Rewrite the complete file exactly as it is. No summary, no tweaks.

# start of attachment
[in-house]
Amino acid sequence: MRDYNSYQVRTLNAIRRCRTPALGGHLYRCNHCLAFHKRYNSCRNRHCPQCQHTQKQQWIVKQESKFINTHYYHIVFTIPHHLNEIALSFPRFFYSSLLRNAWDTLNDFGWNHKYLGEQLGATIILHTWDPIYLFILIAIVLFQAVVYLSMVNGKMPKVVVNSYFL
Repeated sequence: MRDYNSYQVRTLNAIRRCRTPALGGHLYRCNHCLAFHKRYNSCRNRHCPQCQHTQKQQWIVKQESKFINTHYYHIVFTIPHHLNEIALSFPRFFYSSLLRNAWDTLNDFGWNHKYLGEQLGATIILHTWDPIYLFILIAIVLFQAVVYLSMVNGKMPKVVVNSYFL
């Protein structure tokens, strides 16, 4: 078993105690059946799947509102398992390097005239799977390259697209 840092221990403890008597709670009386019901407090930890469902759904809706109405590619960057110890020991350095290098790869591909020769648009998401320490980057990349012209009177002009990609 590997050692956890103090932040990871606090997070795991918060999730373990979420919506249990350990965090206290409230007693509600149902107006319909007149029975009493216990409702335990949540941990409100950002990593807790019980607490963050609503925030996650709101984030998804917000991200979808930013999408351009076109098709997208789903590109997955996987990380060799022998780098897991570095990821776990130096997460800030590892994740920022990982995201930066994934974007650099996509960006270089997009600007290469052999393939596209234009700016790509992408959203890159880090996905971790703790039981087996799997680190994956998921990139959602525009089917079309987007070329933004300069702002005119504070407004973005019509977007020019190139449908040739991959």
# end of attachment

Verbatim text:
[in-house]
Amino acid sequence: MRDYNSYQVRTLNAIRRCRTPALGGHLYRCNHCLAFHKRYNSCRNRHCPQCQHTQKQQWIVKQESKFINTHYYHIVFTIPHHLNEIALSFPRFFYSSLLRNAWDTLNDFGWNHKYLGEQLGATIILHTWDPIYLFILIAIVLFQAVVYLSMVNGKMPKVVVNSYFL
Repeated sequence: MRDYNSYQVRTLNAIRRCRTPALGGHLYRCNHCLAFHKRYNSCRNRHCPQCQHTQKQQWIVKQESKFINTHYYHIVFTIPHHLNEIALSFPRFFYSSLLRNAWDTLNDFGWNHKYLGEQLGATIILHTWDPIYLFILIAIVLFQAVVYLSMVNGKMPKVVVNSYFL
């Protein structure tokens, strides 16, 4: 078993105690059946799947509102398992390097005239799977390259697209 840092221990403890008597709670009386019901407090930890469902759904809706109405590619960057110890020991350095290098790869591909020769648009998401320490980057990349012209009177002009990609 590997050692956890103090932040990871606090997070795991918060999730373990979420919506249990350990965090206290409230007693509600149902107006319909007149029975009493216990409702335990949540941990409100950002990593807790019980607490963050609503925030996650709101984030998804917000991200979808930013999408351009076109098709997208789903590109997955996987990380060799022998780098897991570095990821776990130096997460800030590892994740920022990982995201930066994934974007650099996509960006270089997009600007290469052999393939596209234009700016790509992408959203890159880090996905971790703790039981087996799997680190994956998921990139959602525009089917079309987007070329933004300069702002005119504070407004973005019509977007020019190139449908040739991959």